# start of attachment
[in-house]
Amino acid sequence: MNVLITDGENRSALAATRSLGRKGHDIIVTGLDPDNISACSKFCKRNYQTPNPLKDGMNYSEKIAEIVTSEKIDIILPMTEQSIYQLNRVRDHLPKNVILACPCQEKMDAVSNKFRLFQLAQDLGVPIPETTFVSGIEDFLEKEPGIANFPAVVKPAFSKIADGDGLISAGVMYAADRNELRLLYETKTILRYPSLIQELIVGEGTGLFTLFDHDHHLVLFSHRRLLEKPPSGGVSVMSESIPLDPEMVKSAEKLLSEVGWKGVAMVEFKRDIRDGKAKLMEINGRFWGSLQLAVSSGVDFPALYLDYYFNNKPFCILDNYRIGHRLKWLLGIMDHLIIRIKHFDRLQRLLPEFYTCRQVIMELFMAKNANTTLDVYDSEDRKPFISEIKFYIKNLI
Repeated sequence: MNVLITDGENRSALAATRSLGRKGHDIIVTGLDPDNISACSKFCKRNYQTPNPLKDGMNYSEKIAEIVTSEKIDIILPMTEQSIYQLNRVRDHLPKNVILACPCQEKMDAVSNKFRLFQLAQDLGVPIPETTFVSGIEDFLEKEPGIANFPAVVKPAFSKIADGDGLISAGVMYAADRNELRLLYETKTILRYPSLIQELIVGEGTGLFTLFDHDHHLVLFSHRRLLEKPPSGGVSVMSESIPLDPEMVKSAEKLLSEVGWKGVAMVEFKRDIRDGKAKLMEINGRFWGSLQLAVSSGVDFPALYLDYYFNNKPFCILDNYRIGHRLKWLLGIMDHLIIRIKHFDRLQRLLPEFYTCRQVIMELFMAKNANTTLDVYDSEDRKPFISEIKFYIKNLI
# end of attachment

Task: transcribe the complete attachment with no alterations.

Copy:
[in-house]
Amino acid sequence: MNVLITDGENRSALAATRSLGRKGHDIIVTGLDPDNISACSKFCKRNYQTPNPLKDGMNYSEKIAEIVTSEKIDIILPMTEQSIYQLNRVRDHLPKNVILACPCQEKMDAVSNKFRLFQLAQDLGVPIPETTFVSGIEDFLEKEPGIANFPAVVKPAFSKIADGDGLISAGVMYAADRNELRLLYETKTILRYPSLIQELIVGEGTGLFTLFDHDHHLVLFSHRRLLEKPPSGGVSVMSESIPLDPEMVKSAEKLLSEVGWKGVAMVEFKRDIRDGKAKLMEINGRFWGSLQLAVSSGVDFPALYLDYYFNNKPFCILDNYRIGHRLKWLLGIMDHLIIRIKHFDRLQRLLPEFYTCRQVIMELFMAKNANTTLDVYDSEDRKPFISEIKFYIKNLI
Repeated sequence: MNVLITDGENRSALAATRSLGRKGHDIIVTGLDPDNISACSKFCKRNYQTPNPLKDGMNYSEKIAEIVTSEKIDIILPMTEQSIYQLNRVRDHLPKNVILACPCQEKMDAVSNKFRLFQLAQDLGVPIPETTFVSGIEDFLEKEPGIANFPAVVKPAFSKIADGDGLISAGVMYAADRNELRLLYETKTILRYPSLIQELIVGEGTGLFTLFDHDHHLVLFSHRRLLEKPPSGGVSVMSESIPLDPEMVKSAEKLLSEVGWKGVAMVEFKRDIRDGKAKLMEINGRFWGSLQLAVSSGVDFPALYLDYYFNNKPFCILDNYRIGHRLKWLLGIMDHLIIRIKHFDRLQRLLPEFYTCRQVIMELFMAKNANTTLDVYDSEDRKPFISEIKFYIKNLI